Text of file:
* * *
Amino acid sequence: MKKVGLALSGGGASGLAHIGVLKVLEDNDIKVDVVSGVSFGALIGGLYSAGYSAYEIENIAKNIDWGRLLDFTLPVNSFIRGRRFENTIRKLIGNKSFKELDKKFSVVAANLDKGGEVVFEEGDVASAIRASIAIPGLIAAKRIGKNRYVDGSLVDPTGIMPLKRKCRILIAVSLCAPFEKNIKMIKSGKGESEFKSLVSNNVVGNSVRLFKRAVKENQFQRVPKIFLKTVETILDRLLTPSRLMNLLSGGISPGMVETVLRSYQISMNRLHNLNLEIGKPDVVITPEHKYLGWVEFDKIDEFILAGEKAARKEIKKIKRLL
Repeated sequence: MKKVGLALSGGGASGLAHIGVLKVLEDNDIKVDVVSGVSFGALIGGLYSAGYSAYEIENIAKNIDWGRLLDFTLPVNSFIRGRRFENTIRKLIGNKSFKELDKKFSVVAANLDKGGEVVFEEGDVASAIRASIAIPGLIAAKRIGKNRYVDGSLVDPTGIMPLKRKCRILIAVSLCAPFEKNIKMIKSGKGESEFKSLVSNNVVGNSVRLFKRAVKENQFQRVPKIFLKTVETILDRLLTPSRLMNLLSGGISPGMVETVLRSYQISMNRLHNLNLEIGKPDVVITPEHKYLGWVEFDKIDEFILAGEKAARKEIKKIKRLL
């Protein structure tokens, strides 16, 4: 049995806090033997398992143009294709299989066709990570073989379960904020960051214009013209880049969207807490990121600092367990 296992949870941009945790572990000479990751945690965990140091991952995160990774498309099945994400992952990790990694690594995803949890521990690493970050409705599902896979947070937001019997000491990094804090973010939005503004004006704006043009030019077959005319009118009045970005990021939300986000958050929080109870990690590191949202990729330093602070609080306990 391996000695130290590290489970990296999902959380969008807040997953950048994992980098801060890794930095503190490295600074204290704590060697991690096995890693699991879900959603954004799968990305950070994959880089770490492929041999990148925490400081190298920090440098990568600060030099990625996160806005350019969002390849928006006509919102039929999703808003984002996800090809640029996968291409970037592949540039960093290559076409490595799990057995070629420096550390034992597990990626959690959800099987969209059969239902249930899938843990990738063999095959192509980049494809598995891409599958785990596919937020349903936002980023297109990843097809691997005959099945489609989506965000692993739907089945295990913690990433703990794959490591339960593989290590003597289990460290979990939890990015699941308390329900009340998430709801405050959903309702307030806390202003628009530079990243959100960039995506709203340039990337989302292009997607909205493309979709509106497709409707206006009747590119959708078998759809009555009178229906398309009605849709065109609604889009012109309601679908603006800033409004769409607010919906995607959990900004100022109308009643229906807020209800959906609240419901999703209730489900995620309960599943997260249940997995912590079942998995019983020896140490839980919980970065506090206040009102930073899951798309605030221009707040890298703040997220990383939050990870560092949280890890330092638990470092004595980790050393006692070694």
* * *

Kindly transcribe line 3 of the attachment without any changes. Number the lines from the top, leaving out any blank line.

């Protein structure tokens, strides 16, 4: 049995806090033997398992143009294709299989066709990570073989379960904020960051214009013209880049969207807490990121600092367990 296992949870941009945790572990000479990751945690965990140091991952995160990774498309099945994400992952990790990694690594995803949890521990690493970050409705599902896979947070937001019997000491990094804090973010939005503004004006704006043009030019077959005319009118009045970005990021939300986000958050929080109870990690590191949202990729330093602070609080306990 391996000695130290590290489970990296999902959380969008807040997953950048994992980098801060890794930095503190490295600074204290704590060697991690096995890693699991879900959603954004799968990305950070994959880089770490492929041999990148925490400081190298920090440098990568600060030099990625996160806005350019969002390849928006006509919102039929999703808003984002996800090809640029996968291409970037592949540039960093290559076409490595799990057995070629420096550390034992597990990626959690959800099987969209059969239902249930899938843990990738063999095959192509980049494809598995891409599958785990596919937020349903936002980023297109990843097809691997005959099945489609989506965000692993739907089945295990913690990433703990794959490591339960593989290590003597289990460290979990939890990015699941308390329900009340998430709801405050959903309702307030806390202003628009530079990243959100960039995506709203340039990337989302292009997607909205493309979709509106497709409707206006009747590119959708078998759809009555009178229906398309009605849709065109609604889009012109309601679908603006800033409004769409607010919906995607959990900004100022109308009643229906807020209800959906609240419901999703209730489900995620309960599943997260249940997995912590079942998995019983020896140490839980919980970065506090206040009102930073899951798309605030221009707040890298703040997220990383939050990870560092949280890890330092638990470092004595980790050393006692070694």